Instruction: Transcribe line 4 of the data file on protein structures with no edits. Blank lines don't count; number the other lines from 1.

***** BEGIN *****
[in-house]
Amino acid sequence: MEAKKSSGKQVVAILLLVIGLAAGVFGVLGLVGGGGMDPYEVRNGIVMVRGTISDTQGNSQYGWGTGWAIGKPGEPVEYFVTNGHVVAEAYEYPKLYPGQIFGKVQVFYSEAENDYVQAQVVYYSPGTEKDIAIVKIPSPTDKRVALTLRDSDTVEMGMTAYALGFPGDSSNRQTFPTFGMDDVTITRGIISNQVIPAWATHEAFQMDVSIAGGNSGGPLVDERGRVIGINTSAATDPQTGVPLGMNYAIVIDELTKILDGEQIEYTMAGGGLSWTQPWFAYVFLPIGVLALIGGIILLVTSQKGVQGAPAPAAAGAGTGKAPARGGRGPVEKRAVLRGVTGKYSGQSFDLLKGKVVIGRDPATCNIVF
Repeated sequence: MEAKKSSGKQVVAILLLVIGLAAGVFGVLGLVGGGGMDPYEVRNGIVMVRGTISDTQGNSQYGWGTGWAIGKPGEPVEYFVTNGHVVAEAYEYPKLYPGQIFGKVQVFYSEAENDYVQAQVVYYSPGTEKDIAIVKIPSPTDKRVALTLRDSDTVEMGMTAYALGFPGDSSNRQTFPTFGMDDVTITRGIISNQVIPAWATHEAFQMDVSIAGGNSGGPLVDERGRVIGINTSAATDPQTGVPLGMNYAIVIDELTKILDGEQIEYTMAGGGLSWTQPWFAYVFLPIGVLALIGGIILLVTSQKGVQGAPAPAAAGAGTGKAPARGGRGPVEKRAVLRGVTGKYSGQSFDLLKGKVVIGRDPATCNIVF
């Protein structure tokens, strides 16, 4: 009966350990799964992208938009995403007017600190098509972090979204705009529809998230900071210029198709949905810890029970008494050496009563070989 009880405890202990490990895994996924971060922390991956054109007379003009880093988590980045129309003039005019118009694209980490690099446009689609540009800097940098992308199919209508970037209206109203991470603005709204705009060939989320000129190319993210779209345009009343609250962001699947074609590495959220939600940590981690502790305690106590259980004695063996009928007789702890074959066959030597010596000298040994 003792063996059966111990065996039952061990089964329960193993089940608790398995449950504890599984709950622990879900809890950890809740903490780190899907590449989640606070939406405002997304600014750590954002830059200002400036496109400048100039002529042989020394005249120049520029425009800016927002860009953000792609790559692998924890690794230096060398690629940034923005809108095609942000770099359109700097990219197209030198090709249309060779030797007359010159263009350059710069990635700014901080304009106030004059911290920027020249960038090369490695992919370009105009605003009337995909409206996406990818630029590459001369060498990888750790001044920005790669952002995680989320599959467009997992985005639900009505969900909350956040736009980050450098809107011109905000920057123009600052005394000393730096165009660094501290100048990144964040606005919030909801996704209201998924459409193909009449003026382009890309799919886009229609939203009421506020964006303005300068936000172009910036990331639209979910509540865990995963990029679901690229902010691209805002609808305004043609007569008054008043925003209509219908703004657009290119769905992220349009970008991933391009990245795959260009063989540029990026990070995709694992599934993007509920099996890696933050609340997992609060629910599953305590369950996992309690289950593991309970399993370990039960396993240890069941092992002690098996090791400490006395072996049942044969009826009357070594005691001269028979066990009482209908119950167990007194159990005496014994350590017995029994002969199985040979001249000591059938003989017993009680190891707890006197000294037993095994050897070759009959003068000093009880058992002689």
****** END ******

């Protein structure tokens, strides 16, 4: 009966350990799964992208938009995403007017600190098509972090979204705009529809998230900071210029198709949905810890029970008494050496009563070989 009880405890202990490990895994996924971060922390991956054109007379003009880093988590980045129309003039005019118009694209980490690099446009689609540009800097940098992308199919209508970037209206109203991470603005709204705009060939989320000129190319993210779209345009009343609250962001699947074609590495959220939600940590981690502790305690106590259980004695063996009928007789702890074959066959030597010596000298040994 003792063996059966111990065996039952061990089964329960193993089940608790398995449950504890599984709950622990879900809890950890809740903490780190899907590449989640606070939406405002997304600014750590954002830059200002400036496109400048100039002529042989020394005249120049520029425009800016927002860009953000792609790559692998924890690794230096060398690629940034923005809108095609942000770099359109700097990219197209030198090709249309060779030797007359010159263009350059710069990635700014901080304009106030004059911290920027020249960038090369490695992919370009105009605003009337995909409206996406990818630029590459001369060498990888750790001044920005790669952002995680989320599959467009997992985005639900009505969900909350956040736009980050450098809107011109905000920057123009600052005394000393730096165009660094501290100048990144964040606005919030909801996704209201998924459409193909009449003026382009890309799919886009229609939203009421506020964006303005300068936000172009910036990331639209979910509540865990995963990029679901690229902010691209805002609808305004043609007569008054008043925003209509219908703004657009290119769905992220349009970008991933391009990245795959260009063989540029990026990070995709694992599934993007509920099996890696933050609340997992609060629910599953305590369950996992309690289950593991309970399993370990039960396993240890069941092992002690098996090791400490006395072996049942044969009826009357070594005691001269028979066990009482209908119950167990007194159990005496014994350590017995029994002969199985040979001249000591059938003989017993009680190891707890006197000294037993095994050897070759009959003068000093009880058992002689």